The scariest thing I’ve ever done is learn to ride a motorcycle, in spite of growing up around Harleys. Being diagnosed with breast cancer was scary too, but it wasn’t a choice. Yet they both have a lot in common, which occurred to me when Bruce and I took his Harley Street Glide out for our first real spring ride yesterday.
1. Fellowship matters. Motorcycle riders who pass each other on the highway greet each other with a wave, left hand extended out and down. It doesn’t matter what brand of bike they’re on.
Same thing with breast cancer. It doesn’t matter if you’re stage 0 or stage IV. In the Twitter #bcsm (breast cancer social media) community, we call it the bat signal. You’re just a tweet away from someone who gets it.
2. Lean with the wind. It’s not uncommon to get knocked around by the wind when you’re on a motorcycle. If you waited until there was no wind, you wouldn’t get out much. And I don’t know how to explain this, but you just naturally lean into it. It used
to amaze me when I was following other riders how they just naturally tilted with the wind. When they got to a buffer caused by trees or hills, they were upright again, and when it passed, the lean came back. I did it too and I have no idea how, I just did. Breast cancer also causes turbulence, and then some. If you can lean into it, you’ll eventually find a buffer that sets you upright again.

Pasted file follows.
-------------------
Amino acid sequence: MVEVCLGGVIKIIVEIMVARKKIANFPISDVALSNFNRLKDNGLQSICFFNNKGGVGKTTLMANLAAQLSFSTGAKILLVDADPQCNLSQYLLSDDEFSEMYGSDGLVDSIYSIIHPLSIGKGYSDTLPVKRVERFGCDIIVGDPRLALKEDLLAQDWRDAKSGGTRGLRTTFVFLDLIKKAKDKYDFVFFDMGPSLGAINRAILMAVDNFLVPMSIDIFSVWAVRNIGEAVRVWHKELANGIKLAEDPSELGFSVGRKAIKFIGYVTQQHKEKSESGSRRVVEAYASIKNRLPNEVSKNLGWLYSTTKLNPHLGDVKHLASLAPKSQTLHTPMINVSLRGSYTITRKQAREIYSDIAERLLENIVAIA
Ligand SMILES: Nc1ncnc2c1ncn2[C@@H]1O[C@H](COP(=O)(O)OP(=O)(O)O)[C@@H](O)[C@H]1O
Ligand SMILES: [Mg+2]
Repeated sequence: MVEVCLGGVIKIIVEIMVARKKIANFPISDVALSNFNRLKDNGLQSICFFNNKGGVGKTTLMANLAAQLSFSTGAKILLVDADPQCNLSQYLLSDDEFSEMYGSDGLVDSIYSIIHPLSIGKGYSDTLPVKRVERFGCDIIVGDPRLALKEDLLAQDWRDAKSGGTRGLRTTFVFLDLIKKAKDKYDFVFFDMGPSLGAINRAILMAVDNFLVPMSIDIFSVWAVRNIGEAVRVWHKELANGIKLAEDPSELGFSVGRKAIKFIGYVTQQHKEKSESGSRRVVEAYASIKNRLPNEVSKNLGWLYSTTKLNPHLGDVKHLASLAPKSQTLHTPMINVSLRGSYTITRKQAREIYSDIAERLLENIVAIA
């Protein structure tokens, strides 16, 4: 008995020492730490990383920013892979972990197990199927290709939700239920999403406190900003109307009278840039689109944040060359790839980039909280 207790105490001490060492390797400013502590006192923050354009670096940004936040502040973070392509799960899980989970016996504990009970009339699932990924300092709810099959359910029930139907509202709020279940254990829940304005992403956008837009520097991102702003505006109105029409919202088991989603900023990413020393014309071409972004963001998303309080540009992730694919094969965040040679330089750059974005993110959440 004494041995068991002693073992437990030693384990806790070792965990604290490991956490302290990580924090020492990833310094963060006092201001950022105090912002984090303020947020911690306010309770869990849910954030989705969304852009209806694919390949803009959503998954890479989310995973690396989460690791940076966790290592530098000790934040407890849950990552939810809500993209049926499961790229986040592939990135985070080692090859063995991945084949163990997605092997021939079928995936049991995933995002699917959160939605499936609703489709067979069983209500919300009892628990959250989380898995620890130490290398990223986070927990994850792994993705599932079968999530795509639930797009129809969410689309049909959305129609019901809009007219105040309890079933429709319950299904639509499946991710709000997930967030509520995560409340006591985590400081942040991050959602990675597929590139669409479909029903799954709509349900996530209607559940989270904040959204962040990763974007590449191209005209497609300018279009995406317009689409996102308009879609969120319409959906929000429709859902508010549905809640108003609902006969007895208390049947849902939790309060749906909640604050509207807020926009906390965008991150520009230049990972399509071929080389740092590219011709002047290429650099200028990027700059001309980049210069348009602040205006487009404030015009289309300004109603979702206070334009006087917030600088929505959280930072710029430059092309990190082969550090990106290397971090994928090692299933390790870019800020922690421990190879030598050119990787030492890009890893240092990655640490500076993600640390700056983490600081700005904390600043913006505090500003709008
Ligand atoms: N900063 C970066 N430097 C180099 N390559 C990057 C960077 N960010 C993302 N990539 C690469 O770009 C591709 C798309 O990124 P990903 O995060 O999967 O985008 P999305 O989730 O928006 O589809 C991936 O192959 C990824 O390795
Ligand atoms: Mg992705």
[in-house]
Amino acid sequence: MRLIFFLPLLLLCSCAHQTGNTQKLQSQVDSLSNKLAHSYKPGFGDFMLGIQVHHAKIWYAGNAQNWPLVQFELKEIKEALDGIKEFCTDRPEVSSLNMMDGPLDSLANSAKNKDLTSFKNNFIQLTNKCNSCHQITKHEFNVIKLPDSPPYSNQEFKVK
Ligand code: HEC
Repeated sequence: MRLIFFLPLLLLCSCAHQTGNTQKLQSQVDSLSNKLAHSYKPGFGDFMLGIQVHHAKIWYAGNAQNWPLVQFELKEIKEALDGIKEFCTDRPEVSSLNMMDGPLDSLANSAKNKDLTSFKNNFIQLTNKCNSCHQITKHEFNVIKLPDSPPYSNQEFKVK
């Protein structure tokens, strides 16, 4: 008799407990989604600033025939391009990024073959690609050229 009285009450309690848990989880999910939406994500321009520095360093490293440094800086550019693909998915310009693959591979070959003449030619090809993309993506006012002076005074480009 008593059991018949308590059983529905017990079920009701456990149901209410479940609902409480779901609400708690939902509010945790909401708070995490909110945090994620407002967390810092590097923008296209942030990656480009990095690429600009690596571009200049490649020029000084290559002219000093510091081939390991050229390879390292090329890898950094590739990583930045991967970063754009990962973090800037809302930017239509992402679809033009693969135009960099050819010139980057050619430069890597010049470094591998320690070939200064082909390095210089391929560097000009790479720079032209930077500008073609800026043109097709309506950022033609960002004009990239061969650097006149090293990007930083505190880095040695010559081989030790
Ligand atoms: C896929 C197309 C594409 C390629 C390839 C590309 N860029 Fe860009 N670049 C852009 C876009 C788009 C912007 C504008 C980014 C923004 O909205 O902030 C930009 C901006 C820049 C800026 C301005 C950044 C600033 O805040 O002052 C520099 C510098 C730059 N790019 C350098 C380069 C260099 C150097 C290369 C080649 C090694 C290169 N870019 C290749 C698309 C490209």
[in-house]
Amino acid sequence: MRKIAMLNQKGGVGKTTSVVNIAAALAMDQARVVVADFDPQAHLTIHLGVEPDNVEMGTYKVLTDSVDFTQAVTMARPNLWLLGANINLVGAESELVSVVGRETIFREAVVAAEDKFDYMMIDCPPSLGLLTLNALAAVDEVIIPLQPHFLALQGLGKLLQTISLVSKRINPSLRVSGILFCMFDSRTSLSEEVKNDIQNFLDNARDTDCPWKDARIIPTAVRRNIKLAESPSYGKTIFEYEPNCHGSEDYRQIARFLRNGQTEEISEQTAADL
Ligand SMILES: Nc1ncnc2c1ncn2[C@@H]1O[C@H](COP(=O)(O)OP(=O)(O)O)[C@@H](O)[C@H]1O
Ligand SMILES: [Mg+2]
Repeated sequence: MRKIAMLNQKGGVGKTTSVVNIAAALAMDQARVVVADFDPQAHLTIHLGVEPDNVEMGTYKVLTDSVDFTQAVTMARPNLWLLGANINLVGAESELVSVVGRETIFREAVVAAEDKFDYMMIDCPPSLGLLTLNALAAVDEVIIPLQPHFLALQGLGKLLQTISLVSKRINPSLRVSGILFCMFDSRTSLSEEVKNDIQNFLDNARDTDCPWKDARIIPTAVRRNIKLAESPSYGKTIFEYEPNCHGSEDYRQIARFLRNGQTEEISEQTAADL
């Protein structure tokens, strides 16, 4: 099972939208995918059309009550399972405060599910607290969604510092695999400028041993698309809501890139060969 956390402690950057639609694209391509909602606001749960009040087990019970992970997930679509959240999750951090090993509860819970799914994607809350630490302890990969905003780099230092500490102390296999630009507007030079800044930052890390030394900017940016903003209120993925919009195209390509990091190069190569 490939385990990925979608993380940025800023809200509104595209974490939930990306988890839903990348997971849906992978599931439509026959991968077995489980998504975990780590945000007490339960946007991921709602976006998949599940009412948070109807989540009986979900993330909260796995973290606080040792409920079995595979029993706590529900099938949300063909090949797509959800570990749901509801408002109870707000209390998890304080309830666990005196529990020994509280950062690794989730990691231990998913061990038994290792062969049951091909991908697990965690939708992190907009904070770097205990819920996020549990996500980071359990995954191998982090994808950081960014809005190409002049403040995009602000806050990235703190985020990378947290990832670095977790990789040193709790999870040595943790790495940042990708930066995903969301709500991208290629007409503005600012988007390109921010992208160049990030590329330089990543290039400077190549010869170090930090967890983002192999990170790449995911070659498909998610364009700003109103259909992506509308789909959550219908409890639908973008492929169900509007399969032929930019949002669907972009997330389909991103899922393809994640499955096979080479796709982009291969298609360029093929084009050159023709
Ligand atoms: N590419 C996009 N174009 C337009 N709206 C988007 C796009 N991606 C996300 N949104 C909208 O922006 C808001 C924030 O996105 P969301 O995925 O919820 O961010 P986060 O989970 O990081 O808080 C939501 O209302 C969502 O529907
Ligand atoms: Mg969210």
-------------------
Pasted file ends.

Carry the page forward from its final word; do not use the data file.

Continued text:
3. You‘ve got to ride your own game. That’s something my friend Cindy always used to tell me when I compared myself to other riders. I was never capable of doing 600 miles in one day like she and Bruce and some other friends did when they rode border to border, from Texas to Canada. If I did 100 miles in a day, I was good. After a couple of years of riding, I realized I was much happier as a passenger.
I’ve often said that telling us how we should feel about our diagnosis is like telling us we should be six feet tall or have brown eyes. You may dive into it as though it were a graduate course, or you may trust your doctor to tell you what you need to know. You may decide to throw everything but the kitchen sink at it, or you may determine less is more when it comes to treatment. The choice is ultimately yours.